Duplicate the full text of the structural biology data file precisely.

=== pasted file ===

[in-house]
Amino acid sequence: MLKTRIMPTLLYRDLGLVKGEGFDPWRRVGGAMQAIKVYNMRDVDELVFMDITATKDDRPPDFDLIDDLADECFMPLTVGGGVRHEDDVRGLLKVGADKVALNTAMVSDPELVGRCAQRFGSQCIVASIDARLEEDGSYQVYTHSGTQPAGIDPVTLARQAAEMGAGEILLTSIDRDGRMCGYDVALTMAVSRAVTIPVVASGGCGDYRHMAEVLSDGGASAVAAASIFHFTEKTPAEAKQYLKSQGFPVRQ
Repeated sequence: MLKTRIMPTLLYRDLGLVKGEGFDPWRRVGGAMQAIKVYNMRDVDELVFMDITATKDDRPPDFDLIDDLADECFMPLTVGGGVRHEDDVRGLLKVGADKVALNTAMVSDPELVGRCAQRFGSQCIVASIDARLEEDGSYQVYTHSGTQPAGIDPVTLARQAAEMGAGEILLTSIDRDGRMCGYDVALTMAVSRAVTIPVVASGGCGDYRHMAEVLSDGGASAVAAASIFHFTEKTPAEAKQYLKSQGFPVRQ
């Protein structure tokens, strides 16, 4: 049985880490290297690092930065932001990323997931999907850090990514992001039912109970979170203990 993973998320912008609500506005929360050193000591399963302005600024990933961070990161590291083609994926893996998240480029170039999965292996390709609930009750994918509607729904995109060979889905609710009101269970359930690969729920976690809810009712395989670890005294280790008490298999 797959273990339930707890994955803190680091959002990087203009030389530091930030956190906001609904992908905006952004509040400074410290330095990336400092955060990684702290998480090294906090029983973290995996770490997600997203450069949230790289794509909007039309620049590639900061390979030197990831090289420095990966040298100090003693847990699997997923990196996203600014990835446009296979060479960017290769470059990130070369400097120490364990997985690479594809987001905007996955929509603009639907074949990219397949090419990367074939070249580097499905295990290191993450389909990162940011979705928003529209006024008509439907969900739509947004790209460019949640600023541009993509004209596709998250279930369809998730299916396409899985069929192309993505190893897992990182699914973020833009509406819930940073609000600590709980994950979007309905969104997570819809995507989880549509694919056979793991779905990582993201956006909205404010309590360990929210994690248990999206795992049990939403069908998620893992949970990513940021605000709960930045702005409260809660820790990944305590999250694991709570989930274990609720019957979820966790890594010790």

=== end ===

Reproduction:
[in-house]
Amino acid sequence: MLKTRIMPTLLYRDLGLVKGEGFDPWRRVGGAMQAIKVYNMRDVDELVFMDITATKDDRPPDFDLIDDLADECFMPLTVGGGVRHEDDVRGLLKVGADKVALNTAMVSDPELVGRCAQRFGSQCIVASIDARLEEDGSYQVYTHSGTQPAGIDPVTLARQAAEMGAGEILLTSIDRDGRMCGYDVALTMAVSRAVTIPVVASGGCGDYRHMAEVLSDGGASAVAAASIFHFTEKTPAEAKQYLKSQGFPVRQ
Repeated sequence: MLKTRIMPTLLYRDLGLVKGEGFDPWRRVGGAMQAIKVYNMRDVDELVFMDITATKDDRPPDFDLIDDLADECFMPLTVGGGVRHEDDVRGLLKVGADKVALNTAMVSDPELVGRCAQRFGSQCIVASIDARLEEDGSYQVYTHSGTQPAGIDPVTLARQAAEMGAGEILLTSIDRDGRMCGYDVALTMAVSRAVTIPVVASGGCGDYRHMAEVLSDGGASAVAAASIFHFTEKTPAEAKQYLKSQGFPVRQ
């Protein structure tokens, strides 16, 4: 049985880490290297690092930065932001990323997931999907850090990514992001039912109970979170203990 993973998320912008609500506005929360050193000591399963302005600024990933961070990161590291083609994926893996998240480029170039999965292996390709609930009750994918509607729904995109060979889905609710009101269970359930690969729920976690809810009712395989670890005294280790008490298999 797959273990339930707890994955803190680091959002990087203009030389530091930030956190906001609904992908905006952004509040400074410290330095990336400092955060990684702290998480090294906090029983973290995996770490997600997203450069949230790289794509909007039309620049590639900061390979030197990831090289420095990966040298100090003693847990699997997923990196996203600014990835446009296979060479960017290769470059990130070369400097120490364990997985690479594809987001905007996955929509603009639907074949990219397949090419990367074939070249580097499905295990290191993450389909990162940011979705928003529209006024008509439907969900739509947004790209460019949640600023541009993509004209596709998250279930369809998730299916396409899985069929192309993505190893897992990182699914973020833009509406819930940073609000600590709980994950979007309905969104997570819809995507989880549509694919056979793991779905990582993201956006909205404010309590360990929210994690248990999206795992049990939403069908998620893992949970990513940021605000709960930045702005409260809660820790990944305590999250694991709570989930274990609720019957979820966790890594010790």